• It is used for high-risk pregnancies where there is concern about baby's well-being - eg, intrauterine growth restriction, hypertensive disorders of pregnancy - and to distinguish between the normal small fetus and the 'sick' small fetus.
  • Despite its advances, Doppler ultrasound is not of use in routine antenatal screening because several studies have shown it is an unnecessary intervention and may cause possible adverse effects. Its current role in optimising management, particularly timing of delivery, remains unclear.

In high-risk populations uterine artery Doppler at 20-24 weeks of pregnancy has a moderate predictive value for a severely small for gestational age (SGA) neonate[9]. If a woman has an abnormal uterine artery Doppler at 20-24 weeks of pregnancy which subsequently normalises there is still an increased risk of an SGA neonate. Repeating uterine artery Doppler is therefore of limited value.

Women with an abnormal uterine artery Doppler at 20-24 weeks should be referred for serial ultrasound measurement of fetal size and assessment of well-being with umbilical artery Doppler, commencing at 26-28 weeks of pregnancy. Additional information on fetal well-being is assessed by measuring the depth of the biggest liquor pool.

Women with a normal uterine artery Doppler do not require serial measurement of fetal size and serial assessment of well-being with umbilical artery Doppler unless they develop specific pregnancy complications - for example, antepartum haemorrhage or hypertension. However, they should be offered a scan for fetal size and umbilical artery Doppler during the third trimester.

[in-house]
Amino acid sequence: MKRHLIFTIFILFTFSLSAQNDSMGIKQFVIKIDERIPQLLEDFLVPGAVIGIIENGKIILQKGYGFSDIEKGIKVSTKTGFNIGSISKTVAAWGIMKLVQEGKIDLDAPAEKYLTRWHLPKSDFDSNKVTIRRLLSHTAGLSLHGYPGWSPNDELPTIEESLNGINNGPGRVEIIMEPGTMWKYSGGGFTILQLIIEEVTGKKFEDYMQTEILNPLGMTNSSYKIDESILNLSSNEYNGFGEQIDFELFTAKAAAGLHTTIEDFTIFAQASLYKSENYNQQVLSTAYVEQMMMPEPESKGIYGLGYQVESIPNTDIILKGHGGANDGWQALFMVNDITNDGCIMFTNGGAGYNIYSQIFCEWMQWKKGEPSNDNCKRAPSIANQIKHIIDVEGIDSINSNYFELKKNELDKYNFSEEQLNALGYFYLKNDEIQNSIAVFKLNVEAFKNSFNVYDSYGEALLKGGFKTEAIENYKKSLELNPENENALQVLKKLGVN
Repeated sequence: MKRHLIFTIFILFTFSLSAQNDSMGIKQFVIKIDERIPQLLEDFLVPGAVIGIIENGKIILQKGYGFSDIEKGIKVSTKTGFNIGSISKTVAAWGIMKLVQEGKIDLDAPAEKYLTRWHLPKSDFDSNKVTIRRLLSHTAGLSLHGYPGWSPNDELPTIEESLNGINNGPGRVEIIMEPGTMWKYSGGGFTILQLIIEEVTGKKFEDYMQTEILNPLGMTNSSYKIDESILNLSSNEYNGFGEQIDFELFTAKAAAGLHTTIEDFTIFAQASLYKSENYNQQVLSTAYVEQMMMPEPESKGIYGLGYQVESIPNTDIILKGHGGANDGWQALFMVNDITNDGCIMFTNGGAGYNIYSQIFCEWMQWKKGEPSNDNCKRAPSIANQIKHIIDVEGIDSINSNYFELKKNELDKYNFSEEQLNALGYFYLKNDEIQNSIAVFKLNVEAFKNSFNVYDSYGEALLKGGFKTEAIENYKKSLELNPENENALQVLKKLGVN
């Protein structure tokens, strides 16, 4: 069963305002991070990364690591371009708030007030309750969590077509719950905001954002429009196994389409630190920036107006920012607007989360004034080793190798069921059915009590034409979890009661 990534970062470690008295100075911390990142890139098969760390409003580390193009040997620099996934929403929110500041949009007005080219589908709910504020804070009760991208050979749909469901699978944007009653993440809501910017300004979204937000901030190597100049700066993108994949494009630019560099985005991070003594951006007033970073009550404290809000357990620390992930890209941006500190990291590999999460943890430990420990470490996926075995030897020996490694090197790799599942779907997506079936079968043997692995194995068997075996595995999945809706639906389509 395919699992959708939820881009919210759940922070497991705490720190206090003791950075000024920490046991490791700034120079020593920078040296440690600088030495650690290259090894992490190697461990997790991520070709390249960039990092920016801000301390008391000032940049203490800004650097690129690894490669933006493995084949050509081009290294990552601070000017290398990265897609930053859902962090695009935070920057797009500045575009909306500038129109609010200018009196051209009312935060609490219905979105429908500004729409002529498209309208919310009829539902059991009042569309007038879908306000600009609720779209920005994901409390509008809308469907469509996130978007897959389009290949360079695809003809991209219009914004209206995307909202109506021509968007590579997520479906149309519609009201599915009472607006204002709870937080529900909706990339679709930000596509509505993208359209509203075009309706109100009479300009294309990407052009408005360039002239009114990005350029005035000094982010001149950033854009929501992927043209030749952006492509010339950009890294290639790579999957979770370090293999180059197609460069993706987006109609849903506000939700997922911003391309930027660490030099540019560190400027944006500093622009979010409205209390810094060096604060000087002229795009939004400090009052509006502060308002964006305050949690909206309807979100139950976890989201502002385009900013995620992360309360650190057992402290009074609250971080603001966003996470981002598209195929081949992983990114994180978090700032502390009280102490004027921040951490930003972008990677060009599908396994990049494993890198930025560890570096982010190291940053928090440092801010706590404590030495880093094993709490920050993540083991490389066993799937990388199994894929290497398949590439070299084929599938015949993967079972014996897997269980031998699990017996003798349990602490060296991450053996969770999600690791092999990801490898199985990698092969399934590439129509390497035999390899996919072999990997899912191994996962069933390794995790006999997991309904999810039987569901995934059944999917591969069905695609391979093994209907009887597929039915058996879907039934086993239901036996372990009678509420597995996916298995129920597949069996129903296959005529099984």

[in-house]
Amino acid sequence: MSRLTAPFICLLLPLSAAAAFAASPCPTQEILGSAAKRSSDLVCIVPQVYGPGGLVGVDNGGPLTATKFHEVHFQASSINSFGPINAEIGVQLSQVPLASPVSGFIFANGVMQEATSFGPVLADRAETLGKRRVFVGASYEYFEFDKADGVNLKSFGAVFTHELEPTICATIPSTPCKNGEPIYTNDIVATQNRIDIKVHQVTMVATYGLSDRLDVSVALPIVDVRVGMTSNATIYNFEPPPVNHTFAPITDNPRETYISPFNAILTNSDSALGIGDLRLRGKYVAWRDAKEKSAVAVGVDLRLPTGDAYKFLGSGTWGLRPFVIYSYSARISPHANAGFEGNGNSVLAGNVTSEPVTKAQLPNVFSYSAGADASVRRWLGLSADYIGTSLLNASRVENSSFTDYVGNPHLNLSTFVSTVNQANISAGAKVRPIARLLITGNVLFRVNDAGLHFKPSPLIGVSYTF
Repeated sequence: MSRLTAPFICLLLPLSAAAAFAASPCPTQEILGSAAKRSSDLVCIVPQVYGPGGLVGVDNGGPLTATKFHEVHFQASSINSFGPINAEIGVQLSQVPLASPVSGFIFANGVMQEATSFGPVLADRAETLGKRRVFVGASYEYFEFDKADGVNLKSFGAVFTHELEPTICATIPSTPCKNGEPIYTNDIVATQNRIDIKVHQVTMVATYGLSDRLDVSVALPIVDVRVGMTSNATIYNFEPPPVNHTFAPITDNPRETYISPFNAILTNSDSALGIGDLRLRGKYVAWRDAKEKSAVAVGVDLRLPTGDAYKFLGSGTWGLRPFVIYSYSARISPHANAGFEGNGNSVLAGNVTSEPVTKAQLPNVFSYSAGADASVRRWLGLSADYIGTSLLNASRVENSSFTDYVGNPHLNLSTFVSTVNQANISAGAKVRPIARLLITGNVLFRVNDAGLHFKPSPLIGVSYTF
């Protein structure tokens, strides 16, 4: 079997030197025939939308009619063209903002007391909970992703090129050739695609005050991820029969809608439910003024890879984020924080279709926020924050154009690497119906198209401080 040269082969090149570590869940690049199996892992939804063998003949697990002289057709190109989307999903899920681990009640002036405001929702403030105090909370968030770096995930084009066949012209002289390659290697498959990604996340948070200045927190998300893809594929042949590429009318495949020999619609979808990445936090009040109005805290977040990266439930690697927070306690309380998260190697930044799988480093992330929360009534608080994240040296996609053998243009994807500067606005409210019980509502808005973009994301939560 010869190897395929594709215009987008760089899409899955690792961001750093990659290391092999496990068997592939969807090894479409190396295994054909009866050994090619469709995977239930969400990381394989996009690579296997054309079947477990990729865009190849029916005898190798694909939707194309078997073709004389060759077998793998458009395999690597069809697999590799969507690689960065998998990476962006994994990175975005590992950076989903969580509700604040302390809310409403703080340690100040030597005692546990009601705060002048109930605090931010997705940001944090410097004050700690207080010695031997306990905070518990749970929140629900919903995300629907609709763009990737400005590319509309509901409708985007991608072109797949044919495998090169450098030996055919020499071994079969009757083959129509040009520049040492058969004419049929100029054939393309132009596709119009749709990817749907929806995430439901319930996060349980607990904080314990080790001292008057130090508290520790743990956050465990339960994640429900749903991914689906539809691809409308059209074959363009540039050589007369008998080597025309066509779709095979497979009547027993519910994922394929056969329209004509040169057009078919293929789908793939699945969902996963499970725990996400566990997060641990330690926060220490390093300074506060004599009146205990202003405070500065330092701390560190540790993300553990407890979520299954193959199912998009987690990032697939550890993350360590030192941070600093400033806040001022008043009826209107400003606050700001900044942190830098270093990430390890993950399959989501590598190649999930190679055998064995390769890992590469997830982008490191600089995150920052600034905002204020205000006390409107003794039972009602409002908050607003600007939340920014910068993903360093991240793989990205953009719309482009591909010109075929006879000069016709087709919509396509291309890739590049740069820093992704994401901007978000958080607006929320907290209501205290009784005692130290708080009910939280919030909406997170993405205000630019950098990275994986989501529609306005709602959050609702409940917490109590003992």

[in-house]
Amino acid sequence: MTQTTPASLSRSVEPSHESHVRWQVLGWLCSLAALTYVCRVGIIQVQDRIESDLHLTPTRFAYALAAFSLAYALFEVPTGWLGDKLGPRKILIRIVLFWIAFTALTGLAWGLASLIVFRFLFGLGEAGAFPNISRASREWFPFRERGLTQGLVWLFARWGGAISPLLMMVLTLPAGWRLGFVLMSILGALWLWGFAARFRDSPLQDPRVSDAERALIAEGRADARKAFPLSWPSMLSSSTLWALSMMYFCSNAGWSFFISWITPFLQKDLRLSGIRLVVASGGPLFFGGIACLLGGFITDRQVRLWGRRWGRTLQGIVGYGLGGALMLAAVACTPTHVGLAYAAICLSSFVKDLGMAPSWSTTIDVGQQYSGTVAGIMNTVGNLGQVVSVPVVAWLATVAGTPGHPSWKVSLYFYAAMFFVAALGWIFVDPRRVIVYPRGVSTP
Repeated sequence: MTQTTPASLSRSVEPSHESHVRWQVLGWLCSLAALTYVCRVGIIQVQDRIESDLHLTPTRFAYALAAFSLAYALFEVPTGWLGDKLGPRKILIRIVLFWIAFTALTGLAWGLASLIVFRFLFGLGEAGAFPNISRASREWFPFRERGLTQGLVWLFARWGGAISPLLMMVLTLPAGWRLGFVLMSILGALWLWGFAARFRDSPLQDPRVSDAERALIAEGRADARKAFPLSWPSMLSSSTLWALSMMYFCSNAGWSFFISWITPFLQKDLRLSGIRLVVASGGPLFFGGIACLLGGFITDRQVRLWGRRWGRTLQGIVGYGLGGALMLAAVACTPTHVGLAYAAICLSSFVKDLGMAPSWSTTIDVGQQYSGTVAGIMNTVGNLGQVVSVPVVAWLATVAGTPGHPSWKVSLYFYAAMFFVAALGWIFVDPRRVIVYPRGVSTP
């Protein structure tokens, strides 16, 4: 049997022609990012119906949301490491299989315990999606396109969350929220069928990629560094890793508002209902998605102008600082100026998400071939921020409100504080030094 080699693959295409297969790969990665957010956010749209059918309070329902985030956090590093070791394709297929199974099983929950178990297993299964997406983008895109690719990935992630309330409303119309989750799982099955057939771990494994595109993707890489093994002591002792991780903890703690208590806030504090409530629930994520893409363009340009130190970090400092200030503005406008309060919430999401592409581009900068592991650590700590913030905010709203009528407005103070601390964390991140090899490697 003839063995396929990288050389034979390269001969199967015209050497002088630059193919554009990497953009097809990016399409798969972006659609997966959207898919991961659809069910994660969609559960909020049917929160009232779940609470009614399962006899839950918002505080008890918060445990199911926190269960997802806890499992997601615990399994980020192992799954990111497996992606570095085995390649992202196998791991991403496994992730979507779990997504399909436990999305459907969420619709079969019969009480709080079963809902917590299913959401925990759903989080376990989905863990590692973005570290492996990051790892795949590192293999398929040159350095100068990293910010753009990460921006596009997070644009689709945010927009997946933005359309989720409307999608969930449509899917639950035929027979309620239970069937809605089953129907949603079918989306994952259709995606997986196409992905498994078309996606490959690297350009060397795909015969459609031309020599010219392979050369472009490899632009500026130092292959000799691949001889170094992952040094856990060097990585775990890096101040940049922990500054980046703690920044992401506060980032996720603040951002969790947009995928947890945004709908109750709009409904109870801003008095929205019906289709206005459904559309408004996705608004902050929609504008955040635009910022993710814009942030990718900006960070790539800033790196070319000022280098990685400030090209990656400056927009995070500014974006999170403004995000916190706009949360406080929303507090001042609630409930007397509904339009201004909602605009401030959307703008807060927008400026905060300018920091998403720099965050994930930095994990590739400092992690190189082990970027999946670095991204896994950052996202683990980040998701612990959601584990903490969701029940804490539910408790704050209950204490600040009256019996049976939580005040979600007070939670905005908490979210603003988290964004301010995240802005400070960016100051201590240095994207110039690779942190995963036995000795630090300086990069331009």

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Further reading and references

  1. Antenatal care - uncomplicated pregnancy; NICE CKS, July 2016 (UK access only)

  2. Butt K, Lim K; Determination of gestational age by ultrasound. J Obstet Gynaecol Can. 2014 Feb36(2):171-83.

  3. Multiple pregnancy: antenatal care for twin and triplet pregnancies; NICE Clinical Guideline (September 2011)

  4. Chitty LS, Kagan KO, Molina FS, et al; Fetal nuchal translucency scan and early prenatal diagnosis of chromosomal abnormalities by rapid aneuploidy screening: observational study. BMJ. 2006 Feb 25332(7539):452-5. Epub 2006 Feb 13.

  5. Antenatal care for uncomplicated pregnancies; NICE Clinical Guideline (March 2008 - updated February 2019)

  6. Placenta Praevia and Placenta Accreta: Diagnosis and Management; Royal College of Obstetricians and Gynaecologists (September 2018)

  7. Management of Breech Presentation; Royal College of Obstetricians and Gynaecologists (Mar 2017)

  8. Alfirevic Z, Stampalija T, Medley N; Cervical stitch (cerclage) for preventing preterm birth in singleton pregnancy. Cochrane Database Syst Rev. 2017 Jun 66:CD008991. doi: 10.1002/14651858.CD008991.pub3.

  9. The Investigation and Management of the Small-for-Gestational-Age Fetus; Royal College of Obstetricians and Gynaecologists Green-top guideline (updated January 2014)